Push countered: "I disagree with that. What we're getting now is vague, generalized warnings. I don't know how to act differently on a yellow threat day as opposed to an orange threat day, but I do know that if there is evidence, credible evidence that terrorists may be planning to hijack planes, that I can make a decision not to fly on a non-essential business trip."
Of course, that incident in Paris was reported at the time and so on September 11th no one flying had been denied that information.
Gibson: "So your feeling today as opposed to, say, three days ago, four days ago?"
-- CBS's The Early Show. Bryant Gumbel opened The Early Show for the last time: "In light of revelations that the White House had several terrorist warnings prior to the 9/11 attacks, top Democrats are demanding to know what the President knew and when he knew it."
Gumbel soon commented to co-host Jane Clayson: "Just what we needed heading into the lazy, hazy days of summer, a Washington brouhaha."
Clayson: "Well, Vice President Cheney came out yesterday cautioning Democrats to be careful in their criticism of the President and the administration without full information."
A news story from Bill Plante included soundbites from Condoleezza Rice and Vice President Cheney. Interviewing Gephardt, CBS's only guest on the subject, Gumbel nicely set him up: "Look, what did the President know and when did he know it has a familiar ring to it. To your mind, what are the questions that are upper-most?"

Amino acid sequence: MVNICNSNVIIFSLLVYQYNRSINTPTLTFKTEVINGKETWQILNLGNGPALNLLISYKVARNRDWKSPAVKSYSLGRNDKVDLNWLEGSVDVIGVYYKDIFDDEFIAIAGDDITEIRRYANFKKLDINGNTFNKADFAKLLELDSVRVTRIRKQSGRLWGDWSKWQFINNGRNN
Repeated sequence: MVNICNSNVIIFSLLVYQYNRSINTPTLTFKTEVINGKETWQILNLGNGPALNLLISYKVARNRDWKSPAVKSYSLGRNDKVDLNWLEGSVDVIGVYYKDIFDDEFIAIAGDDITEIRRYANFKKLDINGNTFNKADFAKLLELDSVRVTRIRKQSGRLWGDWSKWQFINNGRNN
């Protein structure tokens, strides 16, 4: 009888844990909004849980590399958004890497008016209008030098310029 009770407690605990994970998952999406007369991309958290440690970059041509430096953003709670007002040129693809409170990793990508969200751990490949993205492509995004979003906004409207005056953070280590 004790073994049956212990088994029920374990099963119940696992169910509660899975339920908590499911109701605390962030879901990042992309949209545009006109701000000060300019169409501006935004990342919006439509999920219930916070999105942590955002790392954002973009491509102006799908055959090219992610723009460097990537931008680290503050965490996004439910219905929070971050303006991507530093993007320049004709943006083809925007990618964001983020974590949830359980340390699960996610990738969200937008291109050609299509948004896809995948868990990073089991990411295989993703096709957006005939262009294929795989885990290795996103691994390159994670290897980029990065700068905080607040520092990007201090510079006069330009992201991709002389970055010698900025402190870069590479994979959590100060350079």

In his last political interview of his career at CBS, Gumbel went out in form: Only one of his five questions challenged his liberal guest, and that one cued up Gephardt with "do you accept that as fact?"
-- "It's been eight months since 9/11, do you see anything suspicious in the fact that it's been eight months, it's taken eight months for this news to surface?"
-- NBC's Today. Katie Couric launched the broadcast: "Good morning. The White House on the defensive. As more information comes out about warnings President Bush received about Osama Bin Laden last summer the controversy over what could have been done to prevent the attacks of September 11th, intensifies today, Friday, May the 17th, 2002."
Couric soon explained: "Newspapers around the country are focusing on this story. The headline in the Washington Post this morning, 'An Image of Invincibility Is Shaken By Disclosures.' Thursday night Vice President Cheney warned Democrats not to play politics with this firestorm. Meanwhile national security advisor Condoleezza Rice said the information the President received was not specific and focused on threats overseas. We're gonna have more on this ongoing story in a moment when we talk with Defense Secretary Donald Rumsfeld."